More threads by jspratt

Jan 6, 2016
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Hi all,

Long-time reader, first time commentor. I have a question about local SEO that I would love some insight on. I'm wondering if I can get a bit of advice.

My client is a home services company in Toronto, Canada. I've been at this agency for about 2 years, and since well before I was here, they've been top 3 for terms like 'Toronto [service]'.

The city of Toronto was amalgamated years back from the former 'cities' of North York, Scarborough, Etobicoke, etc - which I'll just call neighbourhoods. Even though the search volume of a term like 'Etobicoke [service]' is miniscule in comparison to the same terms for Toronto, the client has repeatedly expressed a desire to rank higher for the local 'Etobicoke [service]' type pages.

Now, at some point in the past, the client's MAIN site featured all the neighbourhood pages on it, but later on, those pages were ditched in favour of 'going after Toronto'.
They also have a number of thin, duplicate-type domains and sites to target all these neighbourhoods, that tend to rank anywhere from the 20s to 50s.
Again, these were all decisions that were made before my time at this agency.
The main Toronto site ranks better than the satellite sites for a few of these neighbourhoods terms, and worse than the satellite sites for others.

So, I'm looking for insight on these issues that I've been mulling to myself for a while now:

1. Is it worth focusing on these separate neighbourhood sites, building links, creating/upgrading content, etc. Keeping in mind that they don't actually have physical addresses and aren't eligable for GMB listings.

2. Or, is it better to add these neighbourhood pages (about 6, large swaths of the city) back to the main site, which is by far most powerful.

3. Is there any possibility that adding content relating to these neighbourhoods could hinder the site's ability to rank for his prime money keywords, featuring the word "Toronto"? This was the rationale when the change was made in the past.

Thanks in advance for any insight you can provide based on your own experiences!
1. I would prioritize making great city pages over working on those neighborhood microsites. Focus your content-creation and link-earning efforts on the mothership. See this post for what I mean by "great city pages": 25 Principles of Building Effective City Pages for Local SEO |

2. As I alluded to in point #1, you'll want to focus on the main site. Maybe don't nuke the neighborhood sites - especially if they already rank well and attract customers - but there's little point in working on them more. The nice thing about having city/neighborhood pages on the main site is that if you rack up lots of links and develop a little "authority" in Google's eyes, those pages are more likely to rank well than if they were on some microsite.

3. No, if you don't mess with your existing content. Just make those Etobicoke and Scarborough pages incredible, and earn some local links to each of them (e.g. Chamber of Commerce and local sponsorships).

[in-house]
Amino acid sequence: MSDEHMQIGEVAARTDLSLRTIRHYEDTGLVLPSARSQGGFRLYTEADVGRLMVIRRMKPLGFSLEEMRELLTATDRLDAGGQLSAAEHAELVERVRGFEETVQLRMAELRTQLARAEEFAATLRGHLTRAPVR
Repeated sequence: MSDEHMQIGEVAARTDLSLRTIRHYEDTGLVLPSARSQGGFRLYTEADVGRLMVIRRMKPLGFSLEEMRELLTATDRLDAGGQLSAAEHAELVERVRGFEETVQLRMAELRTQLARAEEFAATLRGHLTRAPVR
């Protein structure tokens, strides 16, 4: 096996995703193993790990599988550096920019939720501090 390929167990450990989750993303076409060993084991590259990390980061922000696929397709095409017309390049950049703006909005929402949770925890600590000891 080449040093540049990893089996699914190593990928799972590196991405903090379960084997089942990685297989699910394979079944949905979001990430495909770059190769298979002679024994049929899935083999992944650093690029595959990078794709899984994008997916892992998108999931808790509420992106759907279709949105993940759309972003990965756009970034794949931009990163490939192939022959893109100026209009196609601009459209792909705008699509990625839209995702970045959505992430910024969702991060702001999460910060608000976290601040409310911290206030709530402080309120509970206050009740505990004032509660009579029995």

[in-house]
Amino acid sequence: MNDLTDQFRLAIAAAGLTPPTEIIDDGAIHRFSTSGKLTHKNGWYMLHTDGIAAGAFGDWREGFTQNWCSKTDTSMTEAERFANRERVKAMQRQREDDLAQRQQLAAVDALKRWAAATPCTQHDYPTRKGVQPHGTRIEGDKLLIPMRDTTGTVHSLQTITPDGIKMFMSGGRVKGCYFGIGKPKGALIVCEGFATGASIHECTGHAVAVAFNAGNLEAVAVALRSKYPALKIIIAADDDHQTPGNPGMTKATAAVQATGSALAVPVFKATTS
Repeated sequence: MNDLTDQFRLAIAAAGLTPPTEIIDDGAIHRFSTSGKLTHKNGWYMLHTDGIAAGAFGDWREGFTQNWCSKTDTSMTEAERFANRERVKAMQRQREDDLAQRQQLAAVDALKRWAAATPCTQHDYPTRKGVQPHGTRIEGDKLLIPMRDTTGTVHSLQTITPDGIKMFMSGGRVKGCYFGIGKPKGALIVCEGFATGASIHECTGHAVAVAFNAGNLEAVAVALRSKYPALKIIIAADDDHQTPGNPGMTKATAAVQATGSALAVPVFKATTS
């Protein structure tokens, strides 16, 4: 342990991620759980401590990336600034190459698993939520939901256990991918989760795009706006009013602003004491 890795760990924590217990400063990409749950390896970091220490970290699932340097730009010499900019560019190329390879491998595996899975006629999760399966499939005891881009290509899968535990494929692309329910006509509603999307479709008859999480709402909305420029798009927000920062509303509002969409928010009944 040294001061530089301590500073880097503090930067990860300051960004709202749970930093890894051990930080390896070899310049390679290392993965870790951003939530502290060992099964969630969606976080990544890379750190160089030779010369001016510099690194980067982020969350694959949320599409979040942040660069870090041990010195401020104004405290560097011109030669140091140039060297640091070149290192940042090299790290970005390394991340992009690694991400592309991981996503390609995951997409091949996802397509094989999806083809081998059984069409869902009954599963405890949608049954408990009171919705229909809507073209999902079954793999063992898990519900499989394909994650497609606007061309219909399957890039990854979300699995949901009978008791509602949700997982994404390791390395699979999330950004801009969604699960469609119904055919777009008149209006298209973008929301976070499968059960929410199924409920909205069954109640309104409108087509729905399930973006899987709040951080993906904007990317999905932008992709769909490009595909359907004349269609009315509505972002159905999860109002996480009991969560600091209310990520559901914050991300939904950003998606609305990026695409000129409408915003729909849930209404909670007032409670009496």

Thanks Phil, great points all.

Hi jspratt and welcome to the forum. You'll get a lot more benefit as an active member.

Phil's right about focusing on one site. This is what I tell people all the time. Since you are new here you may not be tired of hearing it yet. I share because it's something you can tell the client that I think may help.

"Many business owners have a "divide and conquer" mentality - thinking the more sites the better.
In Google Local the best strategy is "United We Stand".

One site, one NAP identity. All authority, link building and marketing effort focused on one strong Internet presence."

What Linda said.

Some business owners want to gobble up more space on page 1, in which case I'd suggest shoring up your "barnacle SEO." Half the spots on page 1 typically go to general local directories and industry-specific directories. The best way to draft off their traffic is usually to get reviews on those sites. Way easier than trying to ram a microsite up there.
Thanks again Phil & Linda - very helpful stuff. Linda, I'm looking forward to being involved going forward! Been at this SEO thing for a few years but there's ALWAYS more to learn, and it helps to have confirmation from true experts that my intuitions are on the right track :)

In the client's industry, a big multinational company relaunched their site last year with literally thousands of city pages and have been making up ground, which gave me further inclination that the "divide and conquer" approach (as Linda eloquently put it) which I inherited was an outdated strategy. The client's concern was always that by including the local 'cities' (neighbourhoods), it could harm the site's ability to rank for Toronto, which I couldn't say for sure that it wouldn't - so it certainly helps to hear that if we don't change existing content, it's not likely to have a negative impact.

Phil - You're correct that a few of the major directory sites are eating up top results (even moreso than when I started, it seems). Fortunately, they're a bit less prevalent on the neighbourhood searches.

I'd likely be looking at building 5 or 6 neighbourhood pages (the 'neighbourhoods' in this context are more like large swaths of the city, as mentioned).

Again, thanks so much for all the insight!

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